Catching two animals in the same trap, a double capture, can provide information on social organization. House mice (Mus musculus) have not been previously studied in terms of double captures. We examined rates of double captures and effects of age, sex and density on double captures. We used DNA-based parental assignment to examine the hypothesis that double captures would differentially involve related mice more than unrelated mice. House mice were involved in double capture events less frequently than several other rodent species. Double captures accounted for only about 0.2% of all house mouse captures and only 12.6% of eligible mice were involved in double captures. Season and density influenced the rates of double captures. Pairs of juvenile males were captured together significantly more than expected, possibly because these young mice have a greater tendency to be together more while foraging or entering traps, but, without direct observation, this can only be inferred. Adult female-adult male pairs also occurred more frequently than expected, as has been reported for Peromyscus and Microtus. Unlike other rodent species in which double captures have been examined, pairs of adult males occurred with significantly lower frequency than expected, as males in the house mouse social system apparently avoided one another. Related individuals were captured together significantly more often than unrelated individuals. Adult females were caught frequently with their progeny of both sexes. Adult males were never caught with male or female progeny. These data shed light on the social and spatial systems of house mice.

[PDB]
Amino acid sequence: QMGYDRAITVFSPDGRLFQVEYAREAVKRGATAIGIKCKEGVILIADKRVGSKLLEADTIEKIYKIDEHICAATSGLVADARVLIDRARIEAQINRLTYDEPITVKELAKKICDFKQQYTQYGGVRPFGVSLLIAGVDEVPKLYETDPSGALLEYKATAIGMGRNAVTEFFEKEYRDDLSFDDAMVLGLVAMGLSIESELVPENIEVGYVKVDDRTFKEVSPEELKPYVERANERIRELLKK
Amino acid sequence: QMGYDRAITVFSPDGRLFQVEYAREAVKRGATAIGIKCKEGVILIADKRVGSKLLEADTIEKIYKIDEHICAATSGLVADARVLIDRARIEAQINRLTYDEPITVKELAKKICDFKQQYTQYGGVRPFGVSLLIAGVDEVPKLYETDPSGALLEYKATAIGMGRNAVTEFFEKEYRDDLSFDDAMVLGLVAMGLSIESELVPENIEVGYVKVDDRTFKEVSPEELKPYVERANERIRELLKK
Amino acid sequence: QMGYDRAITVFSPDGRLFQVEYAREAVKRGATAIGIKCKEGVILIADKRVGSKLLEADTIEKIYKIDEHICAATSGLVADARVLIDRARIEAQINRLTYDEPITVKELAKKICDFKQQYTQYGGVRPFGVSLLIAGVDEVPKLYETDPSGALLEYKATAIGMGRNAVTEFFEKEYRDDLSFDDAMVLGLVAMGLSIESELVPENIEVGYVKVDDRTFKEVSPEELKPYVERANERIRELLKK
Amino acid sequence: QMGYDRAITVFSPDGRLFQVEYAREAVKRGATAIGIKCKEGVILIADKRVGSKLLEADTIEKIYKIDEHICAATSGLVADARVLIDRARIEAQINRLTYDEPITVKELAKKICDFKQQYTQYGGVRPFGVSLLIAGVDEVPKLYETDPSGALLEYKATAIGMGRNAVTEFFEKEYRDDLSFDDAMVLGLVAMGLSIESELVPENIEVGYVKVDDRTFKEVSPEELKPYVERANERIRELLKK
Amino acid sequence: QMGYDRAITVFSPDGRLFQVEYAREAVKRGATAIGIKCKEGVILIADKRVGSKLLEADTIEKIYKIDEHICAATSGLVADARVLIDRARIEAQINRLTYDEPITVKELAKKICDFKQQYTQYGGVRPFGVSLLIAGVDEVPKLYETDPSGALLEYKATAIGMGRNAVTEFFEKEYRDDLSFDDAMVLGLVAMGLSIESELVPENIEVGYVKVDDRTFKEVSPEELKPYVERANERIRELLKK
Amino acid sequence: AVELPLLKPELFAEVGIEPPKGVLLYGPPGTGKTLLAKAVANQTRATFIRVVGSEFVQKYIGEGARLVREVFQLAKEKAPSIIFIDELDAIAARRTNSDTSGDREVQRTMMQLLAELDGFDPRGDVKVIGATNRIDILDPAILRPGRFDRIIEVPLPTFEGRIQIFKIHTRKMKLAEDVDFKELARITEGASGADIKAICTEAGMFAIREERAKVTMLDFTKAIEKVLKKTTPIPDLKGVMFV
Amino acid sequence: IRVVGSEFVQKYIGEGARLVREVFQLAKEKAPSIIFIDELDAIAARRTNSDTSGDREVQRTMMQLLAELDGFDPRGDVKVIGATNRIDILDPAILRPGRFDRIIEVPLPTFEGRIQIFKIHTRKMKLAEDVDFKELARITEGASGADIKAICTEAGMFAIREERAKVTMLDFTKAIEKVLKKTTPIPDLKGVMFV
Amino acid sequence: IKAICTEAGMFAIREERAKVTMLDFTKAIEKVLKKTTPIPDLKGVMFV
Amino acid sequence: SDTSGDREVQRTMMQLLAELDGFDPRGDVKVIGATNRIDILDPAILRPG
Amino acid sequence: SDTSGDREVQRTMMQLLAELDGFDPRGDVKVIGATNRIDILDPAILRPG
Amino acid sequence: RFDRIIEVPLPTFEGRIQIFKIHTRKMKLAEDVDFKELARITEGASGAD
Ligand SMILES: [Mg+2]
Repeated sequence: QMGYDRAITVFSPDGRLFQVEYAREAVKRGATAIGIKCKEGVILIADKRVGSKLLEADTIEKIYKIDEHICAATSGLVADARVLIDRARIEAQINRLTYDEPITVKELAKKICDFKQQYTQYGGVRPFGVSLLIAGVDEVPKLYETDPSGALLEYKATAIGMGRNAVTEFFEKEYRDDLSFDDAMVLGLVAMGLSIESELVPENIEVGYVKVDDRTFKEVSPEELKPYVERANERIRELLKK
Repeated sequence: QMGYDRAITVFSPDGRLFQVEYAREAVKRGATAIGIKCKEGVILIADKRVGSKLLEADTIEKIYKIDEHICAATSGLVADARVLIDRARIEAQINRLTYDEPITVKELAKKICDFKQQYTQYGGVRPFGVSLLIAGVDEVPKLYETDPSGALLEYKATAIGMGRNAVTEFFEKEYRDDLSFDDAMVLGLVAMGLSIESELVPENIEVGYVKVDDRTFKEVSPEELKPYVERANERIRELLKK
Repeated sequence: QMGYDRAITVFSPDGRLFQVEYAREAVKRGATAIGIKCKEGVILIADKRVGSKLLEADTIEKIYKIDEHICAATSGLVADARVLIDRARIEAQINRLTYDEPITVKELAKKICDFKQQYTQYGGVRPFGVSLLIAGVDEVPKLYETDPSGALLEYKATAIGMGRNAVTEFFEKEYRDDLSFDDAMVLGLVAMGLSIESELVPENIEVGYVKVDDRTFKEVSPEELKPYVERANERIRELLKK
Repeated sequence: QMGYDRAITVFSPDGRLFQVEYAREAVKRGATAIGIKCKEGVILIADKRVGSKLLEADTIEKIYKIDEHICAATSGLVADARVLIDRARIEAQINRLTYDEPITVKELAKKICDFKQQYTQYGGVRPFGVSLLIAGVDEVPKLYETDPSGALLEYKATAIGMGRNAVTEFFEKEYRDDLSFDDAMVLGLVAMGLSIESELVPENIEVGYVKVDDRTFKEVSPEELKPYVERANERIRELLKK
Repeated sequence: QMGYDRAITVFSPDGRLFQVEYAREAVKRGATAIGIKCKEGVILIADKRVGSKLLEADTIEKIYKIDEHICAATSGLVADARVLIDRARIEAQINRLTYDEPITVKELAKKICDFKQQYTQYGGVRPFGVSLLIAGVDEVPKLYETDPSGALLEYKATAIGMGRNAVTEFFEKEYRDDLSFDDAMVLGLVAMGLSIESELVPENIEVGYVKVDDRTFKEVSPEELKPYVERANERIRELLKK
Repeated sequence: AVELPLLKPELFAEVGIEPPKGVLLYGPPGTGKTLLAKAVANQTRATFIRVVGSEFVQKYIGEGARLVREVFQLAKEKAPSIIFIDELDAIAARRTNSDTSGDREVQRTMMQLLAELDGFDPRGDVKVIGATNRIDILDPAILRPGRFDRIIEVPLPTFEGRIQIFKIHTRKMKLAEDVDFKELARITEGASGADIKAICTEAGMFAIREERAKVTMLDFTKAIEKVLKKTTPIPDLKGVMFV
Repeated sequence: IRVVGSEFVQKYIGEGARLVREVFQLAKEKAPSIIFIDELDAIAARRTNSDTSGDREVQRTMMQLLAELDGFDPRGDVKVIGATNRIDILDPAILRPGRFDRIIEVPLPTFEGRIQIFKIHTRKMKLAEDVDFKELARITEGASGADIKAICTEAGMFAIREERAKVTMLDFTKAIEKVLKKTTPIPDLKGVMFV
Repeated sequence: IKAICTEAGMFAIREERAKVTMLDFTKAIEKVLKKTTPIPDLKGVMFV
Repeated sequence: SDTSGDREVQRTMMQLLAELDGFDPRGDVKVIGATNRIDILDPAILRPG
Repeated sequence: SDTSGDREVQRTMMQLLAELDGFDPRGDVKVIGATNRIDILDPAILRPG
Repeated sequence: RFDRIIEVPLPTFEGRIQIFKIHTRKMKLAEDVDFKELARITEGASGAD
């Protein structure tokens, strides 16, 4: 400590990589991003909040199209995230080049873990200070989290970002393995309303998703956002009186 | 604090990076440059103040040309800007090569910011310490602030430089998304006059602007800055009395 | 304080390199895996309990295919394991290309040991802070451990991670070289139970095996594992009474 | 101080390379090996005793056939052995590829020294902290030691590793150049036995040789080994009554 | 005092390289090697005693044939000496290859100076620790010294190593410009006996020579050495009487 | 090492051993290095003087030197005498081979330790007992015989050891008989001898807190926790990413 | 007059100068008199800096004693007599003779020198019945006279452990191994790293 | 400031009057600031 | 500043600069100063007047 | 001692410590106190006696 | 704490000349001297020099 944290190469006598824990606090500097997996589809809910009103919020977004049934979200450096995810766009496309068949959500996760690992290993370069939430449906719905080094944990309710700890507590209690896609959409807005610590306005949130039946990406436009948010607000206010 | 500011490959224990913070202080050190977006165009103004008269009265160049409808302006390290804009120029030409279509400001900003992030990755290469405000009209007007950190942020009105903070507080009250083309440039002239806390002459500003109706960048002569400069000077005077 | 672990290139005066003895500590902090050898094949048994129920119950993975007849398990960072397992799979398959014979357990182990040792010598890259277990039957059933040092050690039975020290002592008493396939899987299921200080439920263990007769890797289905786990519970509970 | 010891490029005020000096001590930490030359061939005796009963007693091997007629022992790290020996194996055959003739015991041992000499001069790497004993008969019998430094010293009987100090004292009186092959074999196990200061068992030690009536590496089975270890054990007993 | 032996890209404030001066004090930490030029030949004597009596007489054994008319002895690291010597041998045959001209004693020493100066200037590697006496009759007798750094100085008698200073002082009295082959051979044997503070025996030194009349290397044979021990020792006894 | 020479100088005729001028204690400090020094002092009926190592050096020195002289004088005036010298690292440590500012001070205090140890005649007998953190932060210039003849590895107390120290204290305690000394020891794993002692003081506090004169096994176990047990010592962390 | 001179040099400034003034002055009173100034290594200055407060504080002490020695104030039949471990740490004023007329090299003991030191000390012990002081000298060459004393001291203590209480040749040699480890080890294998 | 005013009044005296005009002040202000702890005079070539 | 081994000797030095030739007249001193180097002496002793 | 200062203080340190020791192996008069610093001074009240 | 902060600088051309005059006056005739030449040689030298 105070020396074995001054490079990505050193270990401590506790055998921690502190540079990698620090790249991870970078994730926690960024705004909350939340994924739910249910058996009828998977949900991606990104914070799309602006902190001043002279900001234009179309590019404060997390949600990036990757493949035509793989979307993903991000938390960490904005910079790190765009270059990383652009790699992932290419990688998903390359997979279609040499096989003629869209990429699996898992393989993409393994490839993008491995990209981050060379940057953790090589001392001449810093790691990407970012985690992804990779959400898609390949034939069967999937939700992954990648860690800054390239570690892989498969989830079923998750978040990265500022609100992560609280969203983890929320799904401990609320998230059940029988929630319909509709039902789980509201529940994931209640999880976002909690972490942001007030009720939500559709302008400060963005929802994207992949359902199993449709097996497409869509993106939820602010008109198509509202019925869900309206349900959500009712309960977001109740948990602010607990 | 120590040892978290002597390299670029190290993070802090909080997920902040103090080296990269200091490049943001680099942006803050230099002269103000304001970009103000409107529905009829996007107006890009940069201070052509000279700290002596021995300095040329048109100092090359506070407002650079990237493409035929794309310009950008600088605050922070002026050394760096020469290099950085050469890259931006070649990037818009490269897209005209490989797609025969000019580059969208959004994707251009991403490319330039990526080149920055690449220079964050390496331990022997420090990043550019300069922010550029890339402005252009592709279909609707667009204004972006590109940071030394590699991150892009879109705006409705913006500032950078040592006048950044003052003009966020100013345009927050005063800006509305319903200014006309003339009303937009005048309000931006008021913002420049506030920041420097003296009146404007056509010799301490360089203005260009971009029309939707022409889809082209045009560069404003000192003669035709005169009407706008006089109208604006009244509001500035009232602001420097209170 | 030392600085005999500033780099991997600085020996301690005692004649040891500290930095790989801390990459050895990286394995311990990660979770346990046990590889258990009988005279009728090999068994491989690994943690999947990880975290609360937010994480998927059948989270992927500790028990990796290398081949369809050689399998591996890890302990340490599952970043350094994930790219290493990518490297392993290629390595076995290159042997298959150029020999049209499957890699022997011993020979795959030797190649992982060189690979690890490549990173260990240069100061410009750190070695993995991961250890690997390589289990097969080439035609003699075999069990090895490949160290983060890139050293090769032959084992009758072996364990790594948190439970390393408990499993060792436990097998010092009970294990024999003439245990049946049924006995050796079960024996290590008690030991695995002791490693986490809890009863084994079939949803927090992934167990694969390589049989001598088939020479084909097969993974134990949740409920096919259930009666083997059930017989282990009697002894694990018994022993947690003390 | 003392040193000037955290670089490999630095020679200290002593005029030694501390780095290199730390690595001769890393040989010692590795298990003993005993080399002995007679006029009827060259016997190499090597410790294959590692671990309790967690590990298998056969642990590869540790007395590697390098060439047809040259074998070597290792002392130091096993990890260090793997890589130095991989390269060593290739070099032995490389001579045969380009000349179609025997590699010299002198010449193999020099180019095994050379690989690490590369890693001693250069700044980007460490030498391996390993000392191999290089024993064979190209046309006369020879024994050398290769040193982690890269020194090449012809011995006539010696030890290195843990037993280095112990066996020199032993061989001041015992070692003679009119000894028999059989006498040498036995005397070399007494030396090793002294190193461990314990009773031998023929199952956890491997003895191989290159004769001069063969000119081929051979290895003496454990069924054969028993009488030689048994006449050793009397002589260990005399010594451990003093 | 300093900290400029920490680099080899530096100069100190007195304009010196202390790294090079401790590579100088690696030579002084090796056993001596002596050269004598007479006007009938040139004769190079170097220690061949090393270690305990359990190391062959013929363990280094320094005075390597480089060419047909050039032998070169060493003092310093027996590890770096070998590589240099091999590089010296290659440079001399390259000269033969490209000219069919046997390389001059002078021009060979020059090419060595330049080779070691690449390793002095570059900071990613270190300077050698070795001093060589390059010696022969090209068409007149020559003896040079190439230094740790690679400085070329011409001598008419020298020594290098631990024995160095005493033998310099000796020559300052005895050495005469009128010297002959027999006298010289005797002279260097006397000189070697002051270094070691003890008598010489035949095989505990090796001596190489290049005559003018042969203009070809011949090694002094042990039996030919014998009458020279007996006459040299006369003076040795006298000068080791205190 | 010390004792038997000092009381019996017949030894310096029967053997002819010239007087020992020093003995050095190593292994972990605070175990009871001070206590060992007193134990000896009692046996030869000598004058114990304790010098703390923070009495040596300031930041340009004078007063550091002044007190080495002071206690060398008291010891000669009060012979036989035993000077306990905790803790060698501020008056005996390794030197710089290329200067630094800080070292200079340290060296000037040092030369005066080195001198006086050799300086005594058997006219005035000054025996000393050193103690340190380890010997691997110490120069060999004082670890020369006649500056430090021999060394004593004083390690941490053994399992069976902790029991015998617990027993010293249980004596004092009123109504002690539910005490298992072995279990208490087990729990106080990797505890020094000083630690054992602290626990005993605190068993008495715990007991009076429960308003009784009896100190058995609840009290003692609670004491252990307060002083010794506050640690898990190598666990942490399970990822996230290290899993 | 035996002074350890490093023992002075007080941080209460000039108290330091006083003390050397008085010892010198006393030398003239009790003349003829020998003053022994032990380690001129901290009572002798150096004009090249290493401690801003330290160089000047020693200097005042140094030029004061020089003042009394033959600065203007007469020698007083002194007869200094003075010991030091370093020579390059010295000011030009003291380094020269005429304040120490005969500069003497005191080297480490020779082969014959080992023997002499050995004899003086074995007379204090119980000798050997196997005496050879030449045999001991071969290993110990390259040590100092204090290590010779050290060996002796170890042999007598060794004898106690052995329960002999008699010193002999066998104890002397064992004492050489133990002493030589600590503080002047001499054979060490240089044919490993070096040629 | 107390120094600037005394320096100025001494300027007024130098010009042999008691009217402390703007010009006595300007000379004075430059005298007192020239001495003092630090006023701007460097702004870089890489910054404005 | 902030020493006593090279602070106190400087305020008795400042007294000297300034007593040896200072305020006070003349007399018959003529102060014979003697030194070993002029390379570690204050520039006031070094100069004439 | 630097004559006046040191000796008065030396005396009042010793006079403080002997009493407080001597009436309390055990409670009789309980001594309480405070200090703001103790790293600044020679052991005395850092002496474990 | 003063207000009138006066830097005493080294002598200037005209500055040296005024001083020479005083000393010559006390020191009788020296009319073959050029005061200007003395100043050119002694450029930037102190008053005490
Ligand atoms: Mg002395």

|Original language||English (US)|
|Number of pages||13|
|Journal||American Midland Naturalist|
|State||Published - Oct 2003|
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